Fourteen elephants were found dead from poisoning at an oil palm plantation in Sabah back in 2013. Only one baby elephant from the herd escaped alive – he was later named “Joe”.

This was one of the events that influenced British wildlife photojournalist Aaron “Bertie” Gekoski to get involved in a new web series about conservation in Sabah.

Borneo’s rainforests are packed with exotic animals, including orang utans, sun bears and the world’s smallest elephants. However, they are all facing colossal threats from deforestation, the illegal wildlife/pet trade and the traditional medicine trade.

The Sabah Wildlife Rescue Unit (WRU) is an elite group of vets and rangers on call 24 hours a day, 365 days a year, to deal with human-animal conflicts.

Through rehabilitation programmes, relentless rescues and relocations, they are tasked with saving Sabah’s wildlife – and their exhausting, often dangerous work is now the subject of a new online show called Borneo Wildlife Warriors.

“The series is basically a reality show on our wildlife rescues,” said Dr Sen Nathan, head of the WRU which is part of the Sabah Wildlife Department.

“It’s a behind-the-scenes look at what goes on at our animal rescues. It also portrays the many wonderful characters within WRU whose great deeds and heroic attempts save wildlife in Sabah.”

Bertie getting to know Joe, the sole survivor from a herd of 14 elephants found dead from poisoning in 2013.

Aaron ‘Bertie’ Gekoski getting to know Joe, the sole survivor from a herd of 14 elephants found dead from poisoning in 2013.

The series was filmed by Scubazoo, a natural history video production and photography outfit.

Here, we meet the heroes of Borneo’s jungles, as they welcome Bertie into their ranks and attempt to turn him into a fully-fledged ranger.

Exhausting and stimulating

“The first season documents ‘Boot Camp’ as I am put through my paces to see if I’m fit to join the guys in the field,” says Bertie, in an e-mail interview.

Each episode is about six to eight minutes in length.

The second season will deal with hardcore rescues and relocations such as capturing elephants and orang utans in plantations and assisting in sun bear medical checks.

An orang utan looking quizzical as it is being released into the Tabin Wildlife Reserve in Sabah.

An orang utan looking quizzical as it is being released into the Tabin Wildlife Reserve in Sabah.

Bertie spent seven years in Africa primarily looking at human-animal conflict, including Namibia’s seal culls, shark finning in Mozambique and Zimbabwe’s elephant crisis.

He was then approached by Scubazoo CEO Simon Christopher about coming to Sabah and presenting their newly launched online channel, SZtv, over two years ago.

Their first web series was Borneo From Below (www.borneofrombelow.com) which addressed environmental issues such as shark finning, the seahorse trade and plastic pollution.

“With 29 episodes, that series had a great response,” says Bertie. “People responded in a very positive way, indicating public interest in conservation. For example, the episode on plastics was viewed over 130,000 times on Facebook.”

He believes the series was successful in showcasing Borneo’s amazing underwater world to a worldwide audience while highlighting important environmental issues.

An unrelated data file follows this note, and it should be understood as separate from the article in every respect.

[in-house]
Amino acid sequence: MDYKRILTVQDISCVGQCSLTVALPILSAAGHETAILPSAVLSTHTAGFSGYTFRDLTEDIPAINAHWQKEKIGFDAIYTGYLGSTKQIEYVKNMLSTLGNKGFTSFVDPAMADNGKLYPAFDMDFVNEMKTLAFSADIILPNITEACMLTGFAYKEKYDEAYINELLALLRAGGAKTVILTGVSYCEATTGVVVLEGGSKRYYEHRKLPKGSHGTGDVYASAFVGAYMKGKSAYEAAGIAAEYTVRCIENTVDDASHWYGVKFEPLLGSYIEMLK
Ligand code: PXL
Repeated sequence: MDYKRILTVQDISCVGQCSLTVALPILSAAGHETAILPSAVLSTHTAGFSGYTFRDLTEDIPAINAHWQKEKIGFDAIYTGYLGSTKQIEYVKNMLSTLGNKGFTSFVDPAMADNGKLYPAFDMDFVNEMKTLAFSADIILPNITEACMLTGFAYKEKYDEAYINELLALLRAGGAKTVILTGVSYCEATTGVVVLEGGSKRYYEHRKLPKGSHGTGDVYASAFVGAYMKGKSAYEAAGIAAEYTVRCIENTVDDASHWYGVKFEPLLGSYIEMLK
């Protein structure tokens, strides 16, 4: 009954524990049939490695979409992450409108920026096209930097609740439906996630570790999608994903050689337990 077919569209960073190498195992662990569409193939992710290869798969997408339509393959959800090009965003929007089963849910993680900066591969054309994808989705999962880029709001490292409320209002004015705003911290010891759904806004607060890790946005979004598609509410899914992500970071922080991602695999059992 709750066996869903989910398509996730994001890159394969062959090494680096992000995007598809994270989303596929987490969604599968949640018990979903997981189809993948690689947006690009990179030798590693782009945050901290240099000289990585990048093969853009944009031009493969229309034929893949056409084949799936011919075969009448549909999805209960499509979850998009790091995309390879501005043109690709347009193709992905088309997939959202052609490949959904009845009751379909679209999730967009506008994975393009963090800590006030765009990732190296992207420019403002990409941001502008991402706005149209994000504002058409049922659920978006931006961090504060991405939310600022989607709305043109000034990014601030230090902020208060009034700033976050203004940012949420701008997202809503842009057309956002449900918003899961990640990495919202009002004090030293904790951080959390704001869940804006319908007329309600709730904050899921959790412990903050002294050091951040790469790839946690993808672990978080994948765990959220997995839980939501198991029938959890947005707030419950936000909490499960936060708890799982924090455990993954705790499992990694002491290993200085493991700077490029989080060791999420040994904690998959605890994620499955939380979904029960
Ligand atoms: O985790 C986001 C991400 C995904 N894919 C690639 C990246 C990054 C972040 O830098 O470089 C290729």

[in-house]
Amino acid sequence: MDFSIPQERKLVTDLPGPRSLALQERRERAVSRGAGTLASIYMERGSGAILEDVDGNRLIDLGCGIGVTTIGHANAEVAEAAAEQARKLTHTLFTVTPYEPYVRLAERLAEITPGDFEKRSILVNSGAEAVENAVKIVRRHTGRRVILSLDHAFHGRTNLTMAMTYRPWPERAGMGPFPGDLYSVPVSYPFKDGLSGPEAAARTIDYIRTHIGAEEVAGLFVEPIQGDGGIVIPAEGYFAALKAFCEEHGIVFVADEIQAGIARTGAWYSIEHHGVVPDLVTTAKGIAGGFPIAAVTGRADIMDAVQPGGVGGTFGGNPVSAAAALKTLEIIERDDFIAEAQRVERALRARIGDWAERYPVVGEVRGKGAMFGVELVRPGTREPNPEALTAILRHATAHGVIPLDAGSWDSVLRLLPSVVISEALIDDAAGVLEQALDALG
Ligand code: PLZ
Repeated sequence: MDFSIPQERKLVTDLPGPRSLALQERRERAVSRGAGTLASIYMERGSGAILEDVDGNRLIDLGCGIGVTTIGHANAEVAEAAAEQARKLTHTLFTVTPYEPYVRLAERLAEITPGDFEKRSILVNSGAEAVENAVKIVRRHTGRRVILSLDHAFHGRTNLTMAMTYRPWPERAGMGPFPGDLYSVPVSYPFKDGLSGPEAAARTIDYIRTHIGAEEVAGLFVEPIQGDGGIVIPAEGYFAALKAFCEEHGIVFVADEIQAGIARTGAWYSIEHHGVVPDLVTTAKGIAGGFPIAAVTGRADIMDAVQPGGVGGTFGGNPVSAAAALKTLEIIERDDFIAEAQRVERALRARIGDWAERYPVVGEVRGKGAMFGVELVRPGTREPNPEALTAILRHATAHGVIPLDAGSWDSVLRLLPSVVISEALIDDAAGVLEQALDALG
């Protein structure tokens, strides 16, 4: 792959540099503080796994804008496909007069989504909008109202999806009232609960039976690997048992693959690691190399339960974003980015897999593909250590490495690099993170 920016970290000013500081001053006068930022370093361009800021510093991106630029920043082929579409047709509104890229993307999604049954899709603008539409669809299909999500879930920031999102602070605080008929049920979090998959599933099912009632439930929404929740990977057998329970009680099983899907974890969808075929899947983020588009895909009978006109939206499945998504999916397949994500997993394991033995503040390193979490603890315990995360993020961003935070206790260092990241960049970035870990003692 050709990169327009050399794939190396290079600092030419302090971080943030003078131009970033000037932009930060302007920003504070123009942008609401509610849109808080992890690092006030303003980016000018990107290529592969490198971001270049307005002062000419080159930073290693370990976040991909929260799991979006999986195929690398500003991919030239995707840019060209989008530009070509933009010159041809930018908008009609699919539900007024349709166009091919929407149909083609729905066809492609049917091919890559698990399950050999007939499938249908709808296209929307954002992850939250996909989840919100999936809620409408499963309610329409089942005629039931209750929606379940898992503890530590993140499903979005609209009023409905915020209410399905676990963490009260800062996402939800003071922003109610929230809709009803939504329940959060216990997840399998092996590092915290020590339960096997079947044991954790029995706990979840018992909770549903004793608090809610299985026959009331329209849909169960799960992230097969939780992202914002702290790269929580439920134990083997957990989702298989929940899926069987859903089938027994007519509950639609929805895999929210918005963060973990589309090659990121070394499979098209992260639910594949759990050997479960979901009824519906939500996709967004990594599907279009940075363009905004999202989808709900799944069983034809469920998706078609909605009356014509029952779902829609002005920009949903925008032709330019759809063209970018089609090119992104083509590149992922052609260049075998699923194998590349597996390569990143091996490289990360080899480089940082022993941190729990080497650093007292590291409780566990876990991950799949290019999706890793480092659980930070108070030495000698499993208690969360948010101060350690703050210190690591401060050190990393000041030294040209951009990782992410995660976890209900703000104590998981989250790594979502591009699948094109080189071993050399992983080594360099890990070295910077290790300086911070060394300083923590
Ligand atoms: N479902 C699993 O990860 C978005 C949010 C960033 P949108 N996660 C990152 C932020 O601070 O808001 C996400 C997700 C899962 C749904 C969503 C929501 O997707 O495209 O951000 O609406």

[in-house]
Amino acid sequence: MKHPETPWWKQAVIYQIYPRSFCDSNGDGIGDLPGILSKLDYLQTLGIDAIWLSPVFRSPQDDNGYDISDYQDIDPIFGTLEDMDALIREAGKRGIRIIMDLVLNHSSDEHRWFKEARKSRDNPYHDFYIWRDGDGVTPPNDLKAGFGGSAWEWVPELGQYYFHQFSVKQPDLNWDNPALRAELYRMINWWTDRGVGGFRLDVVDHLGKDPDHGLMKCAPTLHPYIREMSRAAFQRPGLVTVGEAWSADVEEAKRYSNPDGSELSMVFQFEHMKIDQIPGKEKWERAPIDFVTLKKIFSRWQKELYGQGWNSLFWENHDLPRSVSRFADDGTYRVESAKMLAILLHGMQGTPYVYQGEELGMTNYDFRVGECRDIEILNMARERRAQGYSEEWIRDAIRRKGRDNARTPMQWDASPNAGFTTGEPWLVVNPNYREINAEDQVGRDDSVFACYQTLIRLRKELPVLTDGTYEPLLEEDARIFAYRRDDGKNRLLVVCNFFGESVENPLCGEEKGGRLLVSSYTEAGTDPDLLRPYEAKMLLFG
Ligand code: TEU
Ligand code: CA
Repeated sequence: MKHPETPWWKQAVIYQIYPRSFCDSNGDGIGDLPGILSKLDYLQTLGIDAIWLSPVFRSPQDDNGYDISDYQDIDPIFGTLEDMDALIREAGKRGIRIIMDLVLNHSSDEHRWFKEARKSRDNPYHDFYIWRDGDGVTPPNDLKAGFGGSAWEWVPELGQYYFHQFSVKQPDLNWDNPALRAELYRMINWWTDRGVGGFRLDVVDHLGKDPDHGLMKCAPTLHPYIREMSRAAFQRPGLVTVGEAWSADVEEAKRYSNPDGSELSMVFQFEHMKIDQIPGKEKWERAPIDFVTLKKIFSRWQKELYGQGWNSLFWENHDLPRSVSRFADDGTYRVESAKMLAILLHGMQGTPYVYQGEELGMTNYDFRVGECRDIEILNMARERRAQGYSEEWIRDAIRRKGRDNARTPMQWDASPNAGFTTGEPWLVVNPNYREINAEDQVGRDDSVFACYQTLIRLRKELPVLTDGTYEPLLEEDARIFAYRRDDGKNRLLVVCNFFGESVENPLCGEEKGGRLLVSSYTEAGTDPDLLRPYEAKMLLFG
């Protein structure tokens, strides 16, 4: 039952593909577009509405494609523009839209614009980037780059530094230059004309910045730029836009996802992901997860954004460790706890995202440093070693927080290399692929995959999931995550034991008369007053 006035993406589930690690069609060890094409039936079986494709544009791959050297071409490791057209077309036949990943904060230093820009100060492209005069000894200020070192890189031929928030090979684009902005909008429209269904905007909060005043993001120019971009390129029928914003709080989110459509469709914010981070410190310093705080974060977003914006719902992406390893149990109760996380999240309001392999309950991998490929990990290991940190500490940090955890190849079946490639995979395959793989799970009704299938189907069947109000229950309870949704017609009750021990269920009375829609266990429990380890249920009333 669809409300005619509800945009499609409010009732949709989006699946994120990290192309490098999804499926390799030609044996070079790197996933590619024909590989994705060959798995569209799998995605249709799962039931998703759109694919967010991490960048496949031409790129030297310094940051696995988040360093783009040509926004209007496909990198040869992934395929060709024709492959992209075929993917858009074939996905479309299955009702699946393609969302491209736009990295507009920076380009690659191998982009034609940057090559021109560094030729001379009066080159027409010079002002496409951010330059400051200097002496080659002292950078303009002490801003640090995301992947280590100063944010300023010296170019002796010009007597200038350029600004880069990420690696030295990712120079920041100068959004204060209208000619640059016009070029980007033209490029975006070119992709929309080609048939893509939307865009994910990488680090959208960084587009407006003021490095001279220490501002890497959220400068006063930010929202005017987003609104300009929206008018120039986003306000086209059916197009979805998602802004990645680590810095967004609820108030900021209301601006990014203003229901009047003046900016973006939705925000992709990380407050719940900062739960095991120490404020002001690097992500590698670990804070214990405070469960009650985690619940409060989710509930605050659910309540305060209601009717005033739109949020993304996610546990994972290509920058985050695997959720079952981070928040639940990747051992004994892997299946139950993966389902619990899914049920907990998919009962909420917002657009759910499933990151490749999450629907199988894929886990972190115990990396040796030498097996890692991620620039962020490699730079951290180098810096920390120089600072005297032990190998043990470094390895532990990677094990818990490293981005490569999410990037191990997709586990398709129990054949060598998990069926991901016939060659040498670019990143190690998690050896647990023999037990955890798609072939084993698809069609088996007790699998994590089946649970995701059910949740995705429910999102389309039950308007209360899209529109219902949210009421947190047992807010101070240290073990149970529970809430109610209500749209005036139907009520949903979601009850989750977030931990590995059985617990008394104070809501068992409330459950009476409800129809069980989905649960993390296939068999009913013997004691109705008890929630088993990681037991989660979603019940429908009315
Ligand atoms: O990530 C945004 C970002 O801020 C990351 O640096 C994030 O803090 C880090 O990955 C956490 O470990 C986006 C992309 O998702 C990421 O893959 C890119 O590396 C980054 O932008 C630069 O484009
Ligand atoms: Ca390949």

Bertie and WRU rangers catching a python for relocation.

Bertie and WRU rangers catching a python for relocation.

“While shooting Borneo From Below, I heard all about the problems facing Borneo’s elephants and wanted to get more involved in the battle to save them,” he says.

“So rather than just working as a photo-journalist, I approached Sen about joining WRU on the frontline of conservation. Thankfully he agreed!” he recalls.

“This kickstarted the most incredible, exhausting and stimulating year of my life.”

On the frontline

Bertie says that the team at Scubazoo always do their best to tackle these issues in a very sensitive way.

Watching the pilot episode (https://goo.gl/dX2J1j), this writer sees a contemporary style mixing visuals from unusual angles (including super close-ups).

I watch Bertie swapping his diving fins for jungle boots and then he gets to know Joe, the orphan elephant, who has WRU’s team of vets and rangers as a “surrogate family”.

WRU rangers attending to a rescued pangolin.

WRU rangers attending to a rescued pangolin.

A baby orphan Borneon Gibbon receiving tender loving care from a vet.

A baby orphan Borneon Gibbon receiving tender loving care from a vet.

While war journalists seek to be embedded with troops fighting wars in the Middle East, Bertie has a quest to be embedded with the WRU in the ultimate adventure: to be a ranger in the frontline to save Sabah’s wildlife.

“Ultimately the goal is to show what a special place we live in, and to highlight some of the threats it faces … without wagging fingers or preaching.”

To create Borneo Wildlife Warriors, they worked in collaboration with WRU and the Wildlife Department.

“So everything we release will have been cleared by them,” adds Bertie, allaying any fears of “overly sensitive” issues.

“Our goal is to make conservation accessible to all. It doesn’t have to be doom and gloom. It can even be entertaining. We call it ‘funservation’.”

Poignant, exhilarating, and at times amusing, Borneo Wildlife Warriors is an extraordinary journey into the heart of Borneo’s jungles.

Featuring elephants, orang utans, sun bears, pangolins and much more, the series promises to be as thrilling as it is informative, with breathtaking relocations and rescues of critically endangered animals.

The world needs to know about these fascinating, yet threatened species and ecosystems – before it is too late.


Episodes of Borneo Wildlife Warriors will be released on the SZtv Facebook page, and all SZtv programmes can be watched online at Scubazoo.tv.

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